Kausfiles Special

Everyone Was Wrong About McCain-Feingold!

We all missed a giant loophole in the law.

 I was wrong about the McCain-Feingold campaign finance reform law. The New York Times was wrong. Peter Beinart was wrong. And E. J. Dionne was wrong, too!

We all missed an important wrinkle in the new law—important because understanding it reveals a gaping hole in the bill, a hole the bill’s legal defenders (if you ask them) freely admit exists.

Necessary background: Along with many others, I criticized McCain-Feingold for banning last-minute TV and radio ads sponsored by nonprofit advocacy groups even when those ads were paid for by individual citizens (and not by profit-making corporations or unions). This ban, it seemed to me, violated the principle—embodied in the Supreme Court’s key Buckley v. Valeo ruling—that American citizens should be free to band together and spend their own money saying what they think about politicians when it matters most (i.e., just before an election).

It might be OK to restrict spending by corporations and unions, in this view. It might be OK to limit contributions to the campaigns of candidates. But if you want to spend your own money, independent of a candidate’s campaign, to express your views—well, it’s a free country. Or should be.

Here’s the wrinkle: It turns out the new law’s ban on last-minute ads only applies to corporations.  True, most nonprofit “advocacy” groups—such as the Sierra Club and the ACLU—are corporations. But (and this is the point I didn’t understand) they don’t have to be. It’s perfectly possible to form a simple unincorporated association and still get nonprofit tax status. (You just have to show that your articles and bylaws meet IRS requirements.) And if you’re not incorporated, then McCain-Feingold’s ad ban doesn’t apply.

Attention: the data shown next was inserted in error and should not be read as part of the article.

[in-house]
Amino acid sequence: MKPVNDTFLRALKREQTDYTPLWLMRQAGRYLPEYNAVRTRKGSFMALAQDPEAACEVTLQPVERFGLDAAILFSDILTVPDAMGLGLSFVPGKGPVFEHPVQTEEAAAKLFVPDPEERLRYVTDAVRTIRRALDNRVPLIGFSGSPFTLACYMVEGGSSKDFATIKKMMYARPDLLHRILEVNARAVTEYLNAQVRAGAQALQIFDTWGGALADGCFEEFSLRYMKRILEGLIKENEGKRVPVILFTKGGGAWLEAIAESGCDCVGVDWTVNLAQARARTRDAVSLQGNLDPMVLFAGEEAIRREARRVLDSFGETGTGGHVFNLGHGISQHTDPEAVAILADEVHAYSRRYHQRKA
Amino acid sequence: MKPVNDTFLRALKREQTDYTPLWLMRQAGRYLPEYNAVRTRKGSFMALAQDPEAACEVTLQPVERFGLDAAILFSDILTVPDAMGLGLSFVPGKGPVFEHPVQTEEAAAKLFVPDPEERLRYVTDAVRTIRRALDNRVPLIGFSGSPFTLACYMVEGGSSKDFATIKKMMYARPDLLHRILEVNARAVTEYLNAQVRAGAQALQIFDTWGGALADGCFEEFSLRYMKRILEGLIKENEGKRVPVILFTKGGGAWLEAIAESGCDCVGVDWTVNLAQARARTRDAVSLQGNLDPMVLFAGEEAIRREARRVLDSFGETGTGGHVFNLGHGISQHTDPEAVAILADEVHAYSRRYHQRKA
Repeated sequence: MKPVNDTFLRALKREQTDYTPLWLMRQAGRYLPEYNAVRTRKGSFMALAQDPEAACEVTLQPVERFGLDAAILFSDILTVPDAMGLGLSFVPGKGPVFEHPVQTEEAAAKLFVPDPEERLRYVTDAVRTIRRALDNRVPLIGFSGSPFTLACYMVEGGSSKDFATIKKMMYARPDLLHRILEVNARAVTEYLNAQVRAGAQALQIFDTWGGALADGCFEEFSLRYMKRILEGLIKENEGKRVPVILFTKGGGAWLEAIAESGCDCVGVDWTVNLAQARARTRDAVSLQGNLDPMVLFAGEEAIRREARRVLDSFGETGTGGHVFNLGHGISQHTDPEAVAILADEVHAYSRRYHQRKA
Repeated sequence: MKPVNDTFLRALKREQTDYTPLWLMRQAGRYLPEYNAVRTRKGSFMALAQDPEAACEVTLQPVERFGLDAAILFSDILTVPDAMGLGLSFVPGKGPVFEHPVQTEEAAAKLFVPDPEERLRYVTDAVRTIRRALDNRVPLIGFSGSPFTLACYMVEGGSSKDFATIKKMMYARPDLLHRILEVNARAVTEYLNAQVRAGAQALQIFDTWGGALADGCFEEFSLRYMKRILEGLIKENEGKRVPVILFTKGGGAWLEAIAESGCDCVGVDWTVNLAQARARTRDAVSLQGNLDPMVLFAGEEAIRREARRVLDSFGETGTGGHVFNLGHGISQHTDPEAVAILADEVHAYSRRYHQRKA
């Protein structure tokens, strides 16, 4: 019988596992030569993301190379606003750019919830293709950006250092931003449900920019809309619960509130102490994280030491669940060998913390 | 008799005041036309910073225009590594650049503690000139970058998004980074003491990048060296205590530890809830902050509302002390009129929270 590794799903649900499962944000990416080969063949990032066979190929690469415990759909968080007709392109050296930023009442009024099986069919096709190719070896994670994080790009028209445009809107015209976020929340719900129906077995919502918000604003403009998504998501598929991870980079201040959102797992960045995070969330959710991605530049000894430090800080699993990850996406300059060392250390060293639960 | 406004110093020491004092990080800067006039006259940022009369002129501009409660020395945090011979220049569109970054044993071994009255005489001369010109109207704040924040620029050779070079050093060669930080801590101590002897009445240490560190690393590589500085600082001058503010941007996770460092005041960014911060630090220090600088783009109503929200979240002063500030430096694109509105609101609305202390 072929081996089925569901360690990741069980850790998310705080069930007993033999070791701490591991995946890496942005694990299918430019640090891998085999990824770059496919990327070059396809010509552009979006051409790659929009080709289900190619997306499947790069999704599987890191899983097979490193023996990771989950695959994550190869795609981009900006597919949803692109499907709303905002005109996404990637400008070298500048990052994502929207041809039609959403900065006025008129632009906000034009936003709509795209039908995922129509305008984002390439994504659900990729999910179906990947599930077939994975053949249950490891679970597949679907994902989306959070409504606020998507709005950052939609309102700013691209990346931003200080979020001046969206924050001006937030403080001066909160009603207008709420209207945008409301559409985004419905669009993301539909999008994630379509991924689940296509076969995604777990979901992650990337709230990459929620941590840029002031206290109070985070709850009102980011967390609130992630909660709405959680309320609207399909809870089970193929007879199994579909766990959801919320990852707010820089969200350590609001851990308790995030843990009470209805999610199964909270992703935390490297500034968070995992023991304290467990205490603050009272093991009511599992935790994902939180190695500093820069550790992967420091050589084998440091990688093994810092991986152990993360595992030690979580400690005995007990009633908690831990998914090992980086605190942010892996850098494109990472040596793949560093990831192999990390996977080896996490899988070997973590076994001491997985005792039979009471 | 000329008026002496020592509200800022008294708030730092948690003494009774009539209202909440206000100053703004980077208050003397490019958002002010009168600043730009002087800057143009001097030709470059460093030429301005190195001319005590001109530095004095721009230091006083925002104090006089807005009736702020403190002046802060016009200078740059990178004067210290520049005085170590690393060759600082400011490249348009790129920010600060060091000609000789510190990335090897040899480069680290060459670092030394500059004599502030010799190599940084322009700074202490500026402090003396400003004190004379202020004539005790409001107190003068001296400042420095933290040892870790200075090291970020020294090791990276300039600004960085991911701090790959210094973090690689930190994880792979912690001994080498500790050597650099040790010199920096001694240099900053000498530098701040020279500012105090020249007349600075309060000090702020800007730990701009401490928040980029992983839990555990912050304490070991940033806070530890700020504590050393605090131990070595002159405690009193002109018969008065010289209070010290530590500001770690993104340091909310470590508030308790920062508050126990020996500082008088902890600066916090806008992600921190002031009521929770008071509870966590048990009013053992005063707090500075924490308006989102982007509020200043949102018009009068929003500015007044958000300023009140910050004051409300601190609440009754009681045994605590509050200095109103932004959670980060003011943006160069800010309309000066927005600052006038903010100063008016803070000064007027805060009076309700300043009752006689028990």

Why is this important? Because during the McCain-Feingold debate, a great deal of fuss was made, by Sen. Paul Wellstone in particular, about the need to prevent last-minute ad campaigns like the one launched by Texas businessman (and Bush pal) Sam Wyly against John McCain on the eve of the Super Tuesday primaries. Wyly’s nonprofit group, calling itself Republicans for Clean Air, paid for $2.5 million worth of ads charging McCain with voting against clean solar and renewable energy. McCain was outraged, although in his version of the campaign finance bill he didn’t ban such ads. (McCain’s version only required that the ads be funded by individuals, not corporations, and that their sponsors be disclosed.)

But Wellstone argued that it was important to go further and have a provision ensuring  that groups like Wyly’s “can’t do this 60 days before an election.”  Wellstone successfully sponsored a provision that seemed to impose this ban. If it didn’t pass, Wellstone warned, “your are going to have a proliferation of these organizations. Republicans for Clean Air. Democrats for Clean Air. People Who Do Not Like Any Party for Clean Air.”

But now we learn that Wellstone’s provision (now part of the law) doesn’t actually stop Wyly. Wyly could still run his ads in future elections as long as his organization didn’t incorporate.  Republicans for Clean Air lives! And Democrats for Clean Air, and all the other possible permutations feared by Wellstone. Wyly could even get a nonprofit tax exemption.

True, Wyly (and his brother, who also seems to have contributed) would have to use their personal funds, not funds from a corporation. Their group would also have to disclose where its money came from. But there’s little reason to think either of these hurdles would have stopped the Wylys. They can almost certainly foot the bill for last-minute ads from their personal accounts—as can many rich and semi-rich Americans, especially if they join together in unincorporated associations. We can expect such unincorporated groups to spring up by the dozens, if not hundreds and thousands, in the first election after McCain-Feingold takes effect.

This is a big gap in the law—a “loophole,” in the sense that, thanks to this “unincorporated interest group” possibility, the McCain-Feingold bill won’t do what many of its backers, and many commentators, thought it would do. For example:

The New York Times was wrong to say, “The only thing the campaign finance reform law prohibits is spending in excess of federal campaign limits to pay for a campaign ad masquerading as something else.” In fact, the campaign finance reform law doesn’t prohibit that—as long as you don’t incorporate, you can spend as much as you want for a campaign ad masquerading as something else, even in the last 60 days!